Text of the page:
Training in this industry will prepare you to become an apprentice, a plumbing technician, or a licensed plumber. At this stage, you’ll possess the right knowledge and skills to install, repair, and maintain various types of plumbing systems. You can then decide to take a more specialized route, which pays better, to become a pipefitter, steamfitter, pipelayer, gas service technician, project manager, or a distribution manager. Also, plumbers work in all kinds of industries. Basically, where there are water and people, there’s a need for a plumber.

    Read Also: 20 Pros and Cons of Being a Truck Driver

    4. Advancement opportunities

    As mentioned earlier, there are many specialties in the field of plumbing. Plus, technology in this industry is constantly developing, thereby providing more opportunities to advance your skills. Taking advantage of all these learning opportunities will allow you to become certified in advanced technologies and reach the master levels. This will land you more opportunities and higher-paying jobs than several other professions. The possibility of growth and expansion as a self-employed plumber is also massive.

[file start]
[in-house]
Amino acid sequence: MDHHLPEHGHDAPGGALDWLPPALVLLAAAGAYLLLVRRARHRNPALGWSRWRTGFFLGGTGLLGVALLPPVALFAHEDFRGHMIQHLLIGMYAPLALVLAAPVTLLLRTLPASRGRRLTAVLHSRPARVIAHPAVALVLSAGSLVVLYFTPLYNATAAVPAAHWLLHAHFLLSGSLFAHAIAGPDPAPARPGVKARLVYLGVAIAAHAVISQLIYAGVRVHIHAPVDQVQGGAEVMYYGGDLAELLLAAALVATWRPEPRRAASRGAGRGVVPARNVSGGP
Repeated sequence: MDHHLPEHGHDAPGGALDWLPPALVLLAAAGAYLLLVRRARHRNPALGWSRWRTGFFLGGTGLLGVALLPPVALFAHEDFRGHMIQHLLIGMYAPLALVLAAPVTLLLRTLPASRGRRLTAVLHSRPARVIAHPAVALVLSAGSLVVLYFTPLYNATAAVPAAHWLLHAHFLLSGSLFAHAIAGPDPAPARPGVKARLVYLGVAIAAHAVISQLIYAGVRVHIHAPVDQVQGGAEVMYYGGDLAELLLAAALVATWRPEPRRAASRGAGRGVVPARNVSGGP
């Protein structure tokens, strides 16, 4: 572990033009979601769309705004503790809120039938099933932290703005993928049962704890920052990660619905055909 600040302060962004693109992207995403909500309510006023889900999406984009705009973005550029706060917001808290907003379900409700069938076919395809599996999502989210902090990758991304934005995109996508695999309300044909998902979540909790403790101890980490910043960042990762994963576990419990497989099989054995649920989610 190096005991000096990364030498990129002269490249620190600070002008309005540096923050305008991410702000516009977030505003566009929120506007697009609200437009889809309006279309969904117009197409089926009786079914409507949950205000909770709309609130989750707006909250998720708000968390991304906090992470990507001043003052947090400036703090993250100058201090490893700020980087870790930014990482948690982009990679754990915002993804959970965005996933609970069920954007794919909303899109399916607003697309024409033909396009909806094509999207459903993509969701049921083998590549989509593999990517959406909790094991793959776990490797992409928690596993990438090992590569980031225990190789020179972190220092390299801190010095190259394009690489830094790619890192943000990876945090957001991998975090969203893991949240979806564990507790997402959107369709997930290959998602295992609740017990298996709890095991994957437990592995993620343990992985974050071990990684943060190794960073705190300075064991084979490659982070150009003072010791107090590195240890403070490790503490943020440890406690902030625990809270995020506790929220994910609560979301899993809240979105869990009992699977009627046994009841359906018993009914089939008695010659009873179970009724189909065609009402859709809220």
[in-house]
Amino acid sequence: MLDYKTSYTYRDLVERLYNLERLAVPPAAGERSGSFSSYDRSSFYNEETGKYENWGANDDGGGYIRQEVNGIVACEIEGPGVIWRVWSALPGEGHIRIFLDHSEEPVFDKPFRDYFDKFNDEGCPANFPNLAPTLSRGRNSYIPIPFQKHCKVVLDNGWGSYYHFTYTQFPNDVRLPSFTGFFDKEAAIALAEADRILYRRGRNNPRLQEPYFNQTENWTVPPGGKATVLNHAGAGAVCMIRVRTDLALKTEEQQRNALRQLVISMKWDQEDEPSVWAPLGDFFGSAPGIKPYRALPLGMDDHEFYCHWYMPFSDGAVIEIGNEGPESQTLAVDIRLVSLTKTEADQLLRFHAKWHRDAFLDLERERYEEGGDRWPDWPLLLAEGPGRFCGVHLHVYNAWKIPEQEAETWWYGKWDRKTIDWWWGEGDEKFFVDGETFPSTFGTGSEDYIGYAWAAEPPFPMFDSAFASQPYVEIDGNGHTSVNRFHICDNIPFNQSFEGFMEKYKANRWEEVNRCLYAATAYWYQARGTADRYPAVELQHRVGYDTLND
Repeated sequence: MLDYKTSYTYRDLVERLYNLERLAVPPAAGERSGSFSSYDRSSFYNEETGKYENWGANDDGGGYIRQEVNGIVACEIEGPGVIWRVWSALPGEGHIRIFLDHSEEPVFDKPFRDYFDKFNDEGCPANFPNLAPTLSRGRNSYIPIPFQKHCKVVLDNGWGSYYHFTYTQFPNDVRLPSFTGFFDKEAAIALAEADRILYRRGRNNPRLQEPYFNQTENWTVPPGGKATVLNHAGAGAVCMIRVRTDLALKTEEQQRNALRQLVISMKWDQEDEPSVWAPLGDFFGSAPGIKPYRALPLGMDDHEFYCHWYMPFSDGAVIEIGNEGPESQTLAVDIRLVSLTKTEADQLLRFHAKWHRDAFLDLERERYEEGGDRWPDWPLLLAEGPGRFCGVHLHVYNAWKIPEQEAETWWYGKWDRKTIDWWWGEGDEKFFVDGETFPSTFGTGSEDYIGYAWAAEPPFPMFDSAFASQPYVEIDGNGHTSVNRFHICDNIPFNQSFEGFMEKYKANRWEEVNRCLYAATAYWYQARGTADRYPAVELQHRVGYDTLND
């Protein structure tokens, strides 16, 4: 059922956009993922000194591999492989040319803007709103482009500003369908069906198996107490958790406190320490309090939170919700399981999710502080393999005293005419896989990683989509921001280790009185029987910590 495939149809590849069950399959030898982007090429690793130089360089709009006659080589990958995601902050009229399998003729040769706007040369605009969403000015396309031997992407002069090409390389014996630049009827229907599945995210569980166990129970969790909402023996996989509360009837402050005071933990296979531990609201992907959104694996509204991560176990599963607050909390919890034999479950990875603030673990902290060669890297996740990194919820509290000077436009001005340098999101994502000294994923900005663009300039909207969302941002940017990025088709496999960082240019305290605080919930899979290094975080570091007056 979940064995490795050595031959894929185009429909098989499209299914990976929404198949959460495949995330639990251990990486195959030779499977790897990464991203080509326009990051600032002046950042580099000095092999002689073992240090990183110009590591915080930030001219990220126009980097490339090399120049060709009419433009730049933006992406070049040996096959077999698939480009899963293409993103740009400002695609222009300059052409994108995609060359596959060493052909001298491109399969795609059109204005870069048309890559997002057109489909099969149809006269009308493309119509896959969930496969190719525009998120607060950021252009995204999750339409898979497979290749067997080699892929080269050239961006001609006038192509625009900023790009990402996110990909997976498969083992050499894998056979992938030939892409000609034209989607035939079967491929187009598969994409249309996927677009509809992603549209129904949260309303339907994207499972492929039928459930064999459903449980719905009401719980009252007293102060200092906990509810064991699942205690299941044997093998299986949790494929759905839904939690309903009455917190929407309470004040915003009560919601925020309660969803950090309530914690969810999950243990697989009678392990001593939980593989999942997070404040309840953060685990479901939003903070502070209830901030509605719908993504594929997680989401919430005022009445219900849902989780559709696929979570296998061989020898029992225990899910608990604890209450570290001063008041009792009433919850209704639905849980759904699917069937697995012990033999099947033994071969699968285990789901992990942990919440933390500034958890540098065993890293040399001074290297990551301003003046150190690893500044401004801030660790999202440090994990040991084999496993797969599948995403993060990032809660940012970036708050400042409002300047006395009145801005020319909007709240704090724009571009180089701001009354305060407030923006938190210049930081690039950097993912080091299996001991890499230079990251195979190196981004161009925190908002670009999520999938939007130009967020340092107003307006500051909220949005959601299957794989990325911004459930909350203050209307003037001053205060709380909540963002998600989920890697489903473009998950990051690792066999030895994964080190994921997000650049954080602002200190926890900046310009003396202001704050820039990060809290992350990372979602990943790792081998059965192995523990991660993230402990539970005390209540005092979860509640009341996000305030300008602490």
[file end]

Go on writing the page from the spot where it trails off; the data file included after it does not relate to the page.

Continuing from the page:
5. Physical and mental wellness

    Who needs a gym when you move heavy pipes around every day? You’ll also need upper-body strength to run the equipment. The physical requirements of this job could help to keep your body active and healthy. Also, working as a plumber means solving puzzles with every job. You’ll have to analyze the situation, troubleshoot the problem, and find the most efficient way of solving it. This allows for mental stimulation.

    Read Also: 20 Pros and Cons of Being a Psychologist

    6. Exceptional pay

    Having skills that many don’t possess will guarantee high pay. Plumbers earn a comfortable living –whether as an independent contractor or working for a plumbing company. The average salary of a qualified plumber is $50,000 a year. Plumbers with specialties or those living in areas with a higher cost of living can command even more. Plumbers in a union can also expect great benefits such as health insurance, retirement benefits, life insurance, and more.

    7. High demand

    The job outlook is a key factor to consider when choosing a profession to pursue. The good news is the demand for plumbers is set to increase by 12% in the next decade. This is due to the increasing level of construction activity. Also, there is a massive demand for repair, renovation, and maintenance work to upgrade old plumbing or install more energy-efficient systems. Reliable plumbers can quickly come up with a steady stream of work.

    Read Also: 20 Pros and Cons of Being a Pediatrician

    8. Job security